Perdue, Nunn meet with Georgia Farm Bureau

Perdue, Nunn meet with Georgia Farm Bureau

Local farmers expressed concerns they with the U.S. Senate candidates.
MACON, Georgia (41NBC/WMGT) - Georgia farmers want to know if they'll be protected if their growing season isn't successful.

Both candidates running to fill the U.S. Senate seat say that's a priority on the agenda, and they want to see the farmers succeed.

Andy Lucas with the Georgia Farm Bureau says the state's farmers are concerned.

"We need a good work force. We need a good strong commodity market, and we need to keep the products grown here in Georgia," Lucas said. 

With only an hour separating their arrival, both Democrat Michelle Nunn and Republican David Perdue wanted to hear from farmers.

"As a (Georgia) Farm Bureau member today, I fully appreciate how important agriculture is to this state," Perdue said. 

The two met separately with farm officials at the Georgia Farm Bureau offices in Macon.

Our cameras weren't allowed inside of the meetings, but when they were finished both candidates say agriculture is big business in the state. 

"Right now we've got an overreaching regulatory environment that is really damaging our farmer, and we need to push that back and develop a longer term strategy about how to keep our farmers healthy," Perdue said.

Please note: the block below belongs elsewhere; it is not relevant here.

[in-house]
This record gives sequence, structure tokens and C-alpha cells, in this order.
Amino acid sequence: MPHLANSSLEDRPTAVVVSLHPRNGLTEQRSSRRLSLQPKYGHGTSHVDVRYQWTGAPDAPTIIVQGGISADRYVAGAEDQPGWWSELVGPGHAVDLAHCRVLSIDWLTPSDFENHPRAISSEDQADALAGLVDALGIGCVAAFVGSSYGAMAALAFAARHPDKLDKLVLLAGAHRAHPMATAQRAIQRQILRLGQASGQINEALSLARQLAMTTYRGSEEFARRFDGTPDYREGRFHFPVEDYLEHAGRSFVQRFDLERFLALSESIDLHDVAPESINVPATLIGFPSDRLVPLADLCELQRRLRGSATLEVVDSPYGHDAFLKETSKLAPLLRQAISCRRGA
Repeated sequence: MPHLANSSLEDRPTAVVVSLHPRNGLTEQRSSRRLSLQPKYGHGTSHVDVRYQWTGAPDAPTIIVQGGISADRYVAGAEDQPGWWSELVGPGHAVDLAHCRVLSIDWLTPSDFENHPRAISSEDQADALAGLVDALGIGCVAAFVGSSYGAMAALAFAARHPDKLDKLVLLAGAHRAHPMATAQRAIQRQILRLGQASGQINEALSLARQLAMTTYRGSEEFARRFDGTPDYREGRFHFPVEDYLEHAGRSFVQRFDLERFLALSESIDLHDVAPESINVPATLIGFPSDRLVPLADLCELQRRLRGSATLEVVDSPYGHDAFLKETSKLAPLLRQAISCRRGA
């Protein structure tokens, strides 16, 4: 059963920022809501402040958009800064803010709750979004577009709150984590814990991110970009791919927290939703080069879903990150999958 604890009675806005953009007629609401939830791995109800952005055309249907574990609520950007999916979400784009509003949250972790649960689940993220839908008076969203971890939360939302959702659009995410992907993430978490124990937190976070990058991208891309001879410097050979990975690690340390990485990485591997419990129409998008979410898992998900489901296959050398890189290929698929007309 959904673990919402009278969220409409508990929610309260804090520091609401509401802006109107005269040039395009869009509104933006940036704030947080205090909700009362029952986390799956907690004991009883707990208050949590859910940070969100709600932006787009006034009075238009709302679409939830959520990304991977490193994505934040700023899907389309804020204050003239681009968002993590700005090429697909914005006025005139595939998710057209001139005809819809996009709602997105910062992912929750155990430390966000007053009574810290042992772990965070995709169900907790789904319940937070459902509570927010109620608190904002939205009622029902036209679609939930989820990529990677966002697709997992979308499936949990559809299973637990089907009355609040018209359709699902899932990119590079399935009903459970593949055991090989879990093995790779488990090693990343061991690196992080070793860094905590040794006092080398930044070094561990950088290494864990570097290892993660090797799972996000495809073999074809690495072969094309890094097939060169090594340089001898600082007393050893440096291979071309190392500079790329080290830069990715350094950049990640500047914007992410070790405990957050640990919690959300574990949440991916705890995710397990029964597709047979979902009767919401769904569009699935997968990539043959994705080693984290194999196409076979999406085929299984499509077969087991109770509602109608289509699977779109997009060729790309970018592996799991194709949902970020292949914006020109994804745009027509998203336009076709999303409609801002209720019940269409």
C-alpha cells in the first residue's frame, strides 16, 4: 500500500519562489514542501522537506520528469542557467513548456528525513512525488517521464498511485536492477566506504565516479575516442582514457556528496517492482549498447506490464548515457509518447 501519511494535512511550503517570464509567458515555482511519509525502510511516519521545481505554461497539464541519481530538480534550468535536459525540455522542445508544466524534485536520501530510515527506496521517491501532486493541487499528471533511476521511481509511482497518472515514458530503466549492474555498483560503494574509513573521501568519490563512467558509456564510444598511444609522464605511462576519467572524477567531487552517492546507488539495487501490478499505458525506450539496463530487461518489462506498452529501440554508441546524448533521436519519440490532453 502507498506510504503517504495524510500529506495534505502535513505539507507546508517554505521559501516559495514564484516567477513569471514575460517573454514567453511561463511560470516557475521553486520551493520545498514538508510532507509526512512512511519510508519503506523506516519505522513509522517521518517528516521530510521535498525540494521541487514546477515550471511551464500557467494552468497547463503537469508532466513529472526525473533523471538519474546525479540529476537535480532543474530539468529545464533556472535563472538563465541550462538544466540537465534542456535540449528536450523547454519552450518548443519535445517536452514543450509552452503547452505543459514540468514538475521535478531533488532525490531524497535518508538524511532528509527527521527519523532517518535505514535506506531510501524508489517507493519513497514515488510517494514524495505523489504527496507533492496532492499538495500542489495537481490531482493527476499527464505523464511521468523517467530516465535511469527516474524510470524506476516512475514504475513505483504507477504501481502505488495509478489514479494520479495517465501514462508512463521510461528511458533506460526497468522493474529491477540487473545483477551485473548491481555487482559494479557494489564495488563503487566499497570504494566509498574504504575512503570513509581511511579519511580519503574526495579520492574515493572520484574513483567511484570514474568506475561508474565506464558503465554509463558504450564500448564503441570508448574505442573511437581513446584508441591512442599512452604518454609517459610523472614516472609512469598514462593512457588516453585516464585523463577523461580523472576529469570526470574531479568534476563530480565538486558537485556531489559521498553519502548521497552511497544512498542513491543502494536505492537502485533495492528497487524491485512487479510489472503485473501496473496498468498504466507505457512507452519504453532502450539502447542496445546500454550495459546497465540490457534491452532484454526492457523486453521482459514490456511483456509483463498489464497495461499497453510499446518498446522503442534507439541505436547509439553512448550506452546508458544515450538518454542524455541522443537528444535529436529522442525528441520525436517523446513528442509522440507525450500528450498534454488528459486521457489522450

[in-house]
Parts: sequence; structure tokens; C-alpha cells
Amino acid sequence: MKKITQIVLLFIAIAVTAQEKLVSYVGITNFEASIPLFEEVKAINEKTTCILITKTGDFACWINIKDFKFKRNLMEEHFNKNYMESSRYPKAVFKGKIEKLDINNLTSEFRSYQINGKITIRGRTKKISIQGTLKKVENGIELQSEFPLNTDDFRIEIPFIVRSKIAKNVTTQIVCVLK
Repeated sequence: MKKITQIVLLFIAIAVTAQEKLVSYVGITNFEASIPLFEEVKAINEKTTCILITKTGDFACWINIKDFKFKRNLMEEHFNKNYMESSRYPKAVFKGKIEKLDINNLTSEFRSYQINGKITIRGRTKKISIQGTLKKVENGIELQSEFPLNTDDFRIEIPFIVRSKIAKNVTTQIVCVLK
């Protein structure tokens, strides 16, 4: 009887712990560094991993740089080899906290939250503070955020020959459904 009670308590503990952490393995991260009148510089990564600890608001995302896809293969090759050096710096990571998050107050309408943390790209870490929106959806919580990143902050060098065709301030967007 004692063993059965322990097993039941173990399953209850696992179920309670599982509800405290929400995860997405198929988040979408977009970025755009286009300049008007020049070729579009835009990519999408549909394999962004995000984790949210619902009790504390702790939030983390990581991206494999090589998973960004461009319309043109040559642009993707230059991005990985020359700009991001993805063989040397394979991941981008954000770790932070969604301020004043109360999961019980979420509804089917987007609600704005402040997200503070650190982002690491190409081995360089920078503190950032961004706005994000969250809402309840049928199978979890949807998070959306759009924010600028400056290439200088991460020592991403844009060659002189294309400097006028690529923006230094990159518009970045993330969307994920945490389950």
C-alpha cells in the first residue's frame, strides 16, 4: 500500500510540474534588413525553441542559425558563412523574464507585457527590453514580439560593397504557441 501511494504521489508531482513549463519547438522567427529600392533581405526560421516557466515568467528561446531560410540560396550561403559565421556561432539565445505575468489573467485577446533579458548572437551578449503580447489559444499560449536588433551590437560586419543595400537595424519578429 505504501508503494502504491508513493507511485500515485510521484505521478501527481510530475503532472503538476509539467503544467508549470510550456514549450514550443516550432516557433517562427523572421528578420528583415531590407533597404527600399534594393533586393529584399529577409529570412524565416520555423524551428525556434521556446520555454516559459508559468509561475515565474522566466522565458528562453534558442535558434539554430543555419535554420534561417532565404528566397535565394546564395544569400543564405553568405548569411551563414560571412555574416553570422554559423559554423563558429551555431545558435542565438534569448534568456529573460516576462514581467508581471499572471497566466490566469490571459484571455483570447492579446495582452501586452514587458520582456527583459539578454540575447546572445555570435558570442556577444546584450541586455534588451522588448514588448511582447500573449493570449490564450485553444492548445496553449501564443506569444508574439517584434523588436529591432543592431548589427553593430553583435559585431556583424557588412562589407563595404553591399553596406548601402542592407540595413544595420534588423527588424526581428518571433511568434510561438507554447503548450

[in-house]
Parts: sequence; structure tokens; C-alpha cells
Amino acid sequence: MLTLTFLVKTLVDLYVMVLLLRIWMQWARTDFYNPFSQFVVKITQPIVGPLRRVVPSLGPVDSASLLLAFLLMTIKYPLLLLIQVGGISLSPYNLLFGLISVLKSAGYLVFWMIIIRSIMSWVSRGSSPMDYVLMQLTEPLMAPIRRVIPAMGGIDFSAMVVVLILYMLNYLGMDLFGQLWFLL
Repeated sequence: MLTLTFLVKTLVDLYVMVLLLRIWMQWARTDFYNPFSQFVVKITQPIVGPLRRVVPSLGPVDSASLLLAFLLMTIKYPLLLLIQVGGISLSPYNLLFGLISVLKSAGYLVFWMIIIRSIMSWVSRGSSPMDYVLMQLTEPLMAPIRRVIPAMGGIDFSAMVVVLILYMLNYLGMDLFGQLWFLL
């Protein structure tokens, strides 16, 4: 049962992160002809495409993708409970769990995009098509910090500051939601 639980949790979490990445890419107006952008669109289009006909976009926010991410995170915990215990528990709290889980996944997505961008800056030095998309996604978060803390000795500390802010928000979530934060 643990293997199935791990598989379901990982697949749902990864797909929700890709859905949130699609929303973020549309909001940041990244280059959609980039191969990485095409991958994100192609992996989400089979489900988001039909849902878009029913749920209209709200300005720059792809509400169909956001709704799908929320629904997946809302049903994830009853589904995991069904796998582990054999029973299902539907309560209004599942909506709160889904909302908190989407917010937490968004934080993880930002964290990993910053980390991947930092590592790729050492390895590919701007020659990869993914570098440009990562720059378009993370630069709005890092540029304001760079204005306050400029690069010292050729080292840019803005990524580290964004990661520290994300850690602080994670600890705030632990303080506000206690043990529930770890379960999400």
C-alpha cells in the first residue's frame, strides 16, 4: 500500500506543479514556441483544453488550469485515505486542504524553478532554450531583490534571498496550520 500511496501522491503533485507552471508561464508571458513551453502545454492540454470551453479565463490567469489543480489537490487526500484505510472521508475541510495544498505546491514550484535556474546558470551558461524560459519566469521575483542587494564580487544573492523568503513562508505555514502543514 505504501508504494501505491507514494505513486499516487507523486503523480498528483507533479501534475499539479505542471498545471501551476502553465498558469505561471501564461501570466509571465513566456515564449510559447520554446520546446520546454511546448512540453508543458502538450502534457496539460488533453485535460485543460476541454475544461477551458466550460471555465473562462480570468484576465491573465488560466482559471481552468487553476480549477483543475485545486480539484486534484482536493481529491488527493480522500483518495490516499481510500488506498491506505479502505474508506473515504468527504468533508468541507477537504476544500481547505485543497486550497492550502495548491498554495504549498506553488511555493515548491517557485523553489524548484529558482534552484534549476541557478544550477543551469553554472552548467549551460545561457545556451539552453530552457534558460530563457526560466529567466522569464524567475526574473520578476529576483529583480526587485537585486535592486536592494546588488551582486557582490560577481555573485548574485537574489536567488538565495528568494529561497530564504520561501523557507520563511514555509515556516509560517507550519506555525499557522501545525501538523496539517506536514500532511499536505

"The ag community represents $70 billion to our economy with 450,000 people that are employed with the agricultural community and economy," Nunn said.  

The two say should they be elected, they'd like to serve on the nation's agricultural committee following the footsteps of current Senator Saxby Chambliss. 

"I believe that if you look at the long term benefits to the country of making sure you have a healthy farm industry, you have to do that to make sure it survives," Perdue said. 

"I want to serve on the ag committee and also the armed services committee. I think those are too areas that are incredibly important to Georgia," Nunn said. 

Nunn says the current farm bill is in the best interest of farmers, and thinks the legislation is an opportunity to grow. 

"They want to build upon the things that are in the Farm Bill like cultivating and nurturing the next generation of farmers," Nunn said. 

Perdue disagrees. 

"On the farm side, I don't think it went far enough to protect the interests of our farmers in Georgia," he said. 

He and Perdue realize the importance of the booming agricultural industry, not only for middle Georgia, but worldwide. 

Officials with the Farm Bureau say they aren't endorsing either candidate. They say their first priority is the farmers, and want to know which candidate will keep them protected. 

Nunn and Perdue will face off in the November elections. 
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